InetSoft Webinar: Number Ten – Driving Wrong Behavior for Good Measures

This is the continuation of the transcript on "Top Ten Business Intelligence Mistakes” hosted by InetSoft. The speaker is Christopher Wren, Principal Consultant at TFI Consulting.

Lastly, with number ten, I am still seeing a lot of measures that drive the wrong behavior. These are measures that look good on paper but people do the wrong thing in order to make the draft go up, the needle move, or the metric turn green. 

A perfect example of that is JetBlue.  Do we have anybody from JetBlue here? Okay. We can pick on that. They had one of the best balanced scorecards in America according to APQC. According to all the gauges on their dashboard that they have, they were doing a great job on Valentine’s Day earlier this year.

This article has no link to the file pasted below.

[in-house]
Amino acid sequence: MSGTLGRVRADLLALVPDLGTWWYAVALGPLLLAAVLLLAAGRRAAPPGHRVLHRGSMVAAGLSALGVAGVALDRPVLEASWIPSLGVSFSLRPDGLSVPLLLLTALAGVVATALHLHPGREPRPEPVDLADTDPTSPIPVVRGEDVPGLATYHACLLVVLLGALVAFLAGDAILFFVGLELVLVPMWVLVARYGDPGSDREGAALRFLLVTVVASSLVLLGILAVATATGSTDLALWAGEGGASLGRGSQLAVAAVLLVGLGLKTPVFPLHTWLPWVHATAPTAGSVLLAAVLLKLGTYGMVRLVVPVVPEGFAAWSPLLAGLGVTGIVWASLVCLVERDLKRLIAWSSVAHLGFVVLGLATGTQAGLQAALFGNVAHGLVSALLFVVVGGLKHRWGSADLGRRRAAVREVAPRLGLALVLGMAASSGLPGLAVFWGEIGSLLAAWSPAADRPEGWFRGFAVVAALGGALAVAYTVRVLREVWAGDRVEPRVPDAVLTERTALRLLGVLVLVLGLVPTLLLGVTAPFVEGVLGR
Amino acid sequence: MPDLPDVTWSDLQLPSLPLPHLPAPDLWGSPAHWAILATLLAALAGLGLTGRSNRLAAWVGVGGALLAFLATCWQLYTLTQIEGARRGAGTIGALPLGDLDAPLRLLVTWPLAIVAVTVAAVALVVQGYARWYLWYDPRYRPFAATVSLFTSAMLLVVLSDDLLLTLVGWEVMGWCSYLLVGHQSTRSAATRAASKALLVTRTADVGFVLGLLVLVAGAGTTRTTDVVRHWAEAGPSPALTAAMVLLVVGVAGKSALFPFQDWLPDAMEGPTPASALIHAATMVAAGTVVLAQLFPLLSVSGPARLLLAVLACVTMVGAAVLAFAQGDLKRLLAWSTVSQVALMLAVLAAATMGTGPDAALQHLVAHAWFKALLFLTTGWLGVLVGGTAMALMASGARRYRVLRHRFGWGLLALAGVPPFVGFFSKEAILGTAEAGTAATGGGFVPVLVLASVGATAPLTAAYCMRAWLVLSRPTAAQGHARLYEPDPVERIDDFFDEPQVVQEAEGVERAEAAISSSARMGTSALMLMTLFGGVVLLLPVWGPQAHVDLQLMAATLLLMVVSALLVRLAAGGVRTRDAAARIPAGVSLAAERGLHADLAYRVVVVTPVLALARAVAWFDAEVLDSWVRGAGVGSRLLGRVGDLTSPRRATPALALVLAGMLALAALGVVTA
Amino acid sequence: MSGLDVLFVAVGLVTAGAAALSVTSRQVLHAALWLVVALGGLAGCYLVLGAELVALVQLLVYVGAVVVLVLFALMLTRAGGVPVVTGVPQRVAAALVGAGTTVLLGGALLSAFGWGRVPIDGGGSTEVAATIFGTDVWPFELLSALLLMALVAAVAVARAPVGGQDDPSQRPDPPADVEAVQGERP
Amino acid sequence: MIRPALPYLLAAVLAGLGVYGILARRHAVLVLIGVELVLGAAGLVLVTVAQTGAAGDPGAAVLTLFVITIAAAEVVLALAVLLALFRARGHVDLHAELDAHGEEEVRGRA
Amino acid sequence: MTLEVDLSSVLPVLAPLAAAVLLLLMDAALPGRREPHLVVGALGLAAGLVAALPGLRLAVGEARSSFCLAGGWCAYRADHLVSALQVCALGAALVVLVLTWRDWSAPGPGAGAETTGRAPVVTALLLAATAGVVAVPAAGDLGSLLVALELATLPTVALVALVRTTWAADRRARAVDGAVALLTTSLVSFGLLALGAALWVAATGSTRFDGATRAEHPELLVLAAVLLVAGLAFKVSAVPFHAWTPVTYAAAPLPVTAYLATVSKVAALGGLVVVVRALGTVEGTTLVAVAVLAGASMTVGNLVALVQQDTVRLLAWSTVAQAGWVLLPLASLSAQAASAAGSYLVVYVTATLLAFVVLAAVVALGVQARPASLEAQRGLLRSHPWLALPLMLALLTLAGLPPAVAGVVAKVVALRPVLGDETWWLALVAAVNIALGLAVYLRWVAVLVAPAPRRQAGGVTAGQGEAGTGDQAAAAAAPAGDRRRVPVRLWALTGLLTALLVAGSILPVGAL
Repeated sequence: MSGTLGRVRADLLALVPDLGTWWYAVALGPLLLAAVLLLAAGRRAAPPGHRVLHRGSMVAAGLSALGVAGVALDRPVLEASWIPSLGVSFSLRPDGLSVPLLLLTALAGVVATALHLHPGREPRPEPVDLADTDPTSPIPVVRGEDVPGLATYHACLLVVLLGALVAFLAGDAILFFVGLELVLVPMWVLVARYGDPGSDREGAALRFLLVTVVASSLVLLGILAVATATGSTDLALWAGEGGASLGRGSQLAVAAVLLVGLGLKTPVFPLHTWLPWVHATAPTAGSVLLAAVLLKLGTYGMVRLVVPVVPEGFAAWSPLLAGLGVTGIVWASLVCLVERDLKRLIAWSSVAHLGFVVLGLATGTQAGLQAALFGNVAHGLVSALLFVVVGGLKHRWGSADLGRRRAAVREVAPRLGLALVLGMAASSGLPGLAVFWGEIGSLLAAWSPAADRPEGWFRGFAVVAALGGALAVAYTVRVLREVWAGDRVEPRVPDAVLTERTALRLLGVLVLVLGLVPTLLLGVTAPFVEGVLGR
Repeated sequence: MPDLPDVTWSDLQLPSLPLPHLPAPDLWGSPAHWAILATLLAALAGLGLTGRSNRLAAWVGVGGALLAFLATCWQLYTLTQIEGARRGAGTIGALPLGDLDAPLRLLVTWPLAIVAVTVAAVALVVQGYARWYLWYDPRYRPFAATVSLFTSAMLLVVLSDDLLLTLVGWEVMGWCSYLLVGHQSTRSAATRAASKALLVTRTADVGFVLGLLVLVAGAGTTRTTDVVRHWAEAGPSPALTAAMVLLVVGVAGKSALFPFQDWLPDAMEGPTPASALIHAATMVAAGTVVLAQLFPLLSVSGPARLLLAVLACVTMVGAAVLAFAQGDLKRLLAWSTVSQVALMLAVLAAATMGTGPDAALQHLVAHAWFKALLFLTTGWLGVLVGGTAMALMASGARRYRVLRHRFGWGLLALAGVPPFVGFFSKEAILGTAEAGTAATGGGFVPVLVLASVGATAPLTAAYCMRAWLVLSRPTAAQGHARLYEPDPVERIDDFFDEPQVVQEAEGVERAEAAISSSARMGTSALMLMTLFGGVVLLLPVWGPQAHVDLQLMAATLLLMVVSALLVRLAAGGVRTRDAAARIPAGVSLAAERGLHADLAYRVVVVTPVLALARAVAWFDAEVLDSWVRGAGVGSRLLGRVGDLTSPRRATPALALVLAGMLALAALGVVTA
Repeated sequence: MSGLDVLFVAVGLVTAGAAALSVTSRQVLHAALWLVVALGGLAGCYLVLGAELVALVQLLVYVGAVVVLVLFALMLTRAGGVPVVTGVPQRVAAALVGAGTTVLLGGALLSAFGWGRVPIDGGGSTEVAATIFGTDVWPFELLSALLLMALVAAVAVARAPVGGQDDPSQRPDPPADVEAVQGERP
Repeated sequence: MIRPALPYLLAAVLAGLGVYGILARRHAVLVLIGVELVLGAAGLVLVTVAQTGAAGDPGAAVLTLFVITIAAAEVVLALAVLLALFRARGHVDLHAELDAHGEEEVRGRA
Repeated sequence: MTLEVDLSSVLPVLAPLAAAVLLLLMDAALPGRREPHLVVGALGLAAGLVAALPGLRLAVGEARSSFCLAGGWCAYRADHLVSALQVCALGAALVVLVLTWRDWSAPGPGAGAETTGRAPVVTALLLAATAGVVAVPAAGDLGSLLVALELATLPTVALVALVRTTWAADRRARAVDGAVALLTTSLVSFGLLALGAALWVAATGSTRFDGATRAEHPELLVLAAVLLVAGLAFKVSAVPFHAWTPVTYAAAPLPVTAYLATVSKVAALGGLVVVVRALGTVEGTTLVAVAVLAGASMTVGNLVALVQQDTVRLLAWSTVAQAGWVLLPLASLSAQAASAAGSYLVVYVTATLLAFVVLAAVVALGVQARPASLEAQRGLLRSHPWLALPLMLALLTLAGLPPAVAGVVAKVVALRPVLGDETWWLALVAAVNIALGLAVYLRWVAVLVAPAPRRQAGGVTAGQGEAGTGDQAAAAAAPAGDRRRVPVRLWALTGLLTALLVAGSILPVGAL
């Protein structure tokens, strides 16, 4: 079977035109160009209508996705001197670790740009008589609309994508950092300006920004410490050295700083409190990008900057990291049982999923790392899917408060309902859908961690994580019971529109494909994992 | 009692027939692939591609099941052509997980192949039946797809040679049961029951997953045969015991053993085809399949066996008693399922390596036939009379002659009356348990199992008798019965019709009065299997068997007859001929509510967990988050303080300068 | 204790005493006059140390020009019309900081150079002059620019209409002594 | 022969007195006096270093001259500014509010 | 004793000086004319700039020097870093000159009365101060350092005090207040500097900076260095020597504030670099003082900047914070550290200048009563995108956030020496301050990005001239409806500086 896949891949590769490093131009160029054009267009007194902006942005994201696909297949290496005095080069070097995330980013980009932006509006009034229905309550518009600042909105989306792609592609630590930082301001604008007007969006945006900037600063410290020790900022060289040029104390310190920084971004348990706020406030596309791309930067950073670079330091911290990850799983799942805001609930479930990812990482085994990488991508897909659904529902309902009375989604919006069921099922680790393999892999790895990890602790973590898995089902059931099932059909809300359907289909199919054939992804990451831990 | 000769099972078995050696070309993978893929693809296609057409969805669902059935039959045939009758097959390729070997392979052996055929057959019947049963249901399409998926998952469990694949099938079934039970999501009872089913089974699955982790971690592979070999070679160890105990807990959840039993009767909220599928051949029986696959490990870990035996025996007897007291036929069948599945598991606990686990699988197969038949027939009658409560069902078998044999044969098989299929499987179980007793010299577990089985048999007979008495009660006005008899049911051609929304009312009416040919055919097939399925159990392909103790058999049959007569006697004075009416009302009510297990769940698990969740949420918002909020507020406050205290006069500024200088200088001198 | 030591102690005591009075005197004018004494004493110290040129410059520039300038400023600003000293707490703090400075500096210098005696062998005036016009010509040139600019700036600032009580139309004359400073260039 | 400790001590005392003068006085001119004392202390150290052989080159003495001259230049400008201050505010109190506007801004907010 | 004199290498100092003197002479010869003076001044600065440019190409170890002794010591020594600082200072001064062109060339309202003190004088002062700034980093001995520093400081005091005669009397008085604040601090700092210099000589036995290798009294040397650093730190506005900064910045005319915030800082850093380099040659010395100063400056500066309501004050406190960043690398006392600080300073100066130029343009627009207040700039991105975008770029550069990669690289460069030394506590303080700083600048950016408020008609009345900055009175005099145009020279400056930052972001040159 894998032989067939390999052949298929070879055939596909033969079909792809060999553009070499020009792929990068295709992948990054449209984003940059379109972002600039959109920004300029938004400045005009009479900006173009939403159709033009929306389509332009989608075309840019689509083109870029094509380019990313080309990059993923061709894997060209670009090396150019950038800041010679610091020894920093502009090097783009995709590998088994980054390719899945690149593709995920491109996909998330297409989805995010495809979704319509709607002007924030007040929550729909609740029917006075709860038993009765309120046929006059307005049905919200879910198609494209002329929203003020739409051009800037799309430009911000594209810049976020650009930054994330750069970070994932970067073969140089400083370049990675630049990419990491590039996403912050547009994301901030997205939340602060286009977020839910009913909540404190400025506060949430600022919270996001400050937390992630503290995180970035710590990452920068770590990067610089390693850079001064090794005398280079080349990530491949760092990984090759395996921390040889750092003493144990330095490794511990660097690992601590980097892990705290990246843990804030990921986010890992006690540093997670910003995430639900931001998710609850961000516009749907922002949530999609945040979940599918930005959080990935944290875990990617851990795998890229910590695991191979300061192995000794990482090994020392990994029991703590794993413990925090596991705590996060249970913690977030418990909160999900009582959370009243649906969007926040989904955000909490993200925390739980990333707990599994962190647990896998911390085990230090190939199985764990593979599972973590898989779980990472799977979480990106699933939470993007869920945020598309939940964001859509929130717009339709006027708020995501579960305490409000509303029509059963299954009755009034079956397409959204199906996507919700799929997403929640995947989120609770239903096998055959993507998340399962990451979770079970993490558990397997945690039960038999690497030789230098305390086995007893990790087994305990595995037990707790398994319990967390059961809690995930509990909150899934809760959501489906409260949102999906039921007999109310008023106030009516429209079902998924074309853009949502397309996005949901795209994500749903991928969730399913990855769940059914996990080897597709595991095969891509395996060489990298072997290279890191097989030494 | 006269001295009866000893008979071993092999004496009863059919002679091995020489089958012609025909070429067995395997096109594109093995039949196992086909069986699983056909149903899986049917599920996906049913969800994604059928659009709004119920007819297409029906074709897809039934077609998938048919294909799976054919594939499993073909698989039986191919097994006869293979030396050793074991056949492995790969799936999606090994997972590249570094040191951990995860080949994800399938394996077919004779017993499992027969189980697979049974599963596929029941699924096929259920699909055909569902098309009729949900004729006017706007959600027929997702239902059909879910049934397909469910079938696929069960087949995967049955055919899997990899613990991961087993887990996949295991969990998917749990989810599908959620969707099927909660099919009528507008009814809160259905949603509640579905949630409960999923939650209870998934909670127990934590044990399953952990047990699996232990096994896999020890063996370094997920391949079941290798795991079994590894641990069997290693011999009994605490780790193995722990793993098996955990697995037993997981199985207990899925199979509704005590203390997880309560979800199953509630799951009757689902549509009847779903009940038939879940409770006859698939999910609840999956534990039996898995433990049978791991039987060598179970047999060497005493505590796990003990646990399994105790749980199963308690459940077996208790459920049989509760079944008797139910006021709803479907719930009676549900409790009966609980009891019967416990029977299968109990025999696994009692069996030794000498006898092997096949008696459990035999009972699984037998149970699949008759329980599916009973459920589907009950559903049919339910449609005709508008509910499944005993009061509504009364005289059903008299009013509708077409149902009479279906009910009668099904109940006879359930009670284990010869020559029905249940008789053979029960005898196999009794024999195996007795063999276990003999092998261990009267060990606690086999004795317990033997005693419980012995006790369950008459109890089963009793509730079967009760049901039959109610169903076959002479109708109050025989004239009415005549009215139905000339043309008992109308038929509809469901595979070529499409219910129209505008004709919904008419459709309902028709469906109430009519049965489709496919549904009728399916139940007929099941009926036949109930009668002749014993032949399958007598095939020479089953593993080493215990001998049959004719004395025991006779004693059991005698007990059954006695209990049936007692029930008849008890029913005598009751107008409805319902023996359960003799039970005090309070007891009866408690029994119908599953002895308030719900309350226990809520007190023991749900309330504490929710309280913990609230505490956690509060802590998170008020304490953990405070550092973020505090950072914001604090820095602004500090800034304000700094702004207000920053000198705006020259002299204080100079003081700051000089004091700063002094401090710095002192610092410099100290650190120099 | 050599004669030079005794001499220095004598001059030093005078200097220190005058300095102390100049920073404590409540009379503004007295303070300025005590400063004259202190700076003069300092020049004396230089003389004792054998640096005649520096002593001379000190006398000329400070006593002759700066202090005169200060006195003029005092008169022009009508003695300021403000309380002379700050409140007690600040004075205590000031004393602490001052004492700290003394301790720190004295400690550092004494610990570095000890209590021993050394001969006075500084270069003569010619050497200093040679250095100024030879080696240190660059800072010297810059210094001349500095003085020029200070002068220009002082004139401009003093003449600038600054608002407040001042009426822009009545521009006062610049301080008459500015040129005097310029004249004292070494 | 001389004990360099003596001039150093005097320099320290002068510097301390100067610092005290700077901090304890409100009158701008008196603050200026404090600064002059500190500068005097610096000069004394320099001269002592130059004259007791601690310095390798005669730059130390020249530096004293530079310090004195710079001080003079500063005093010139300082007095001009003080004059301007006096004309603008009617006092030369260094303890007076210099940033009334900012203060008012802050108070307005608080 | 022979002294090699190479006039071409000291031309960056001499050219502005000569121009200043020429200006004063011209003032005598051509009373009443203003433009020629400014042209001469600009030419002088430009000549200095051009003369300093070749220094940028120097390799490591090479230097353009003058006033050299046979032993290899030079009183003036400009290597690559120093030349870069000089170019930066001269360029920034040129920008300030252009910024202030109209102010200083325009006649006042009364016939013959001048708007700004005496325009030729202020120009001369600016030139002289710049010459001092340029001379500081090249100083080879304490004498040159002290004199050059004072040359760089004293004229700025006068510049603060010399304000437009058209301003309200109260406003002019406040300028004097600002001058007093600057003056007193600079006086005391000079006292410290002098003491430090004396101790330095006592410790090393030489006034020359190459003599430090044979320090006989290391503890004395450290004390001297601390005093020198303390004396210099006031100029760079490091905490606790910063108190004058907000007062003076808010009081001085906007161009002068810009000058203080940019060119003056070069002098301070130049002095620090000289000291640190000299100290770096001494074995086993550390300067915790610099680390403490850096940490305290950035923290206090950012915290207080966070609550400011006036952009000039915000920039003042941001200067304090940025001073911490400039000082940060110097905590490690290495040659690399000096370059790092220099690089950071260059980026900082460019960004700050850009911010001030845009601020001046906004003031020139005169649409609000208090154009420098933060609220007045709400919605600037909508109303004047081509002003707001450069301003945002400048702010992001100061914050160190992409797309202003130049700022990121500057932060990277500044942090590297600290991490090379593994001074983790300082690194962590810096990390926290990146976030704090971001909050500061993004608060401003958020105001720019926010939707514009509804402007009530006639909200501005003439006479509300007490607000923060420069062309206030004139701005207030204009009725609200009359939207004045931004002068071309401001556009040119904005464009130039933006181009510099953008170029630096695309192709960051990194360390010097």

Anybody remember what happened on Valentine’s Day, JFK?  A lot of people sat out on the tarmac for eight or nine hours on JetBlue airplanes. Do you know how they measure on-time take off in the airline industry? It’s when they leave the gate. So as a result, all those airplanes according to JetBlue’s statistics, took off on-time. They really didn’t though.

JetBlue measures customer satisfaction with a once a year survey. Do you think the survey was done on Valentine’s Day? No. Did their performance that day cause the CEO his job? Yeah. He lost his job, he got demoted over that, and the whole company’s reputation got tarnished but according to their scorecard, everything was good. So they are motivated by this measure. They measured based not on the airplane pulling away from the gate but when they sit on the tarmac. Isn’t that a stupid measure? It drives the wrong behavior from their employees. It drives shutting the door on time. 

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Why don’t you think they measure wheels-up time? Wouldn’t that be a better measure?  Why don’t you measure that? The FAA requires the shut the door measure and also wheels-up time but the airlines said to the FAA, that’s a measure of your performance, not of us, because you guys tell us when we can take off and there’s truth to that.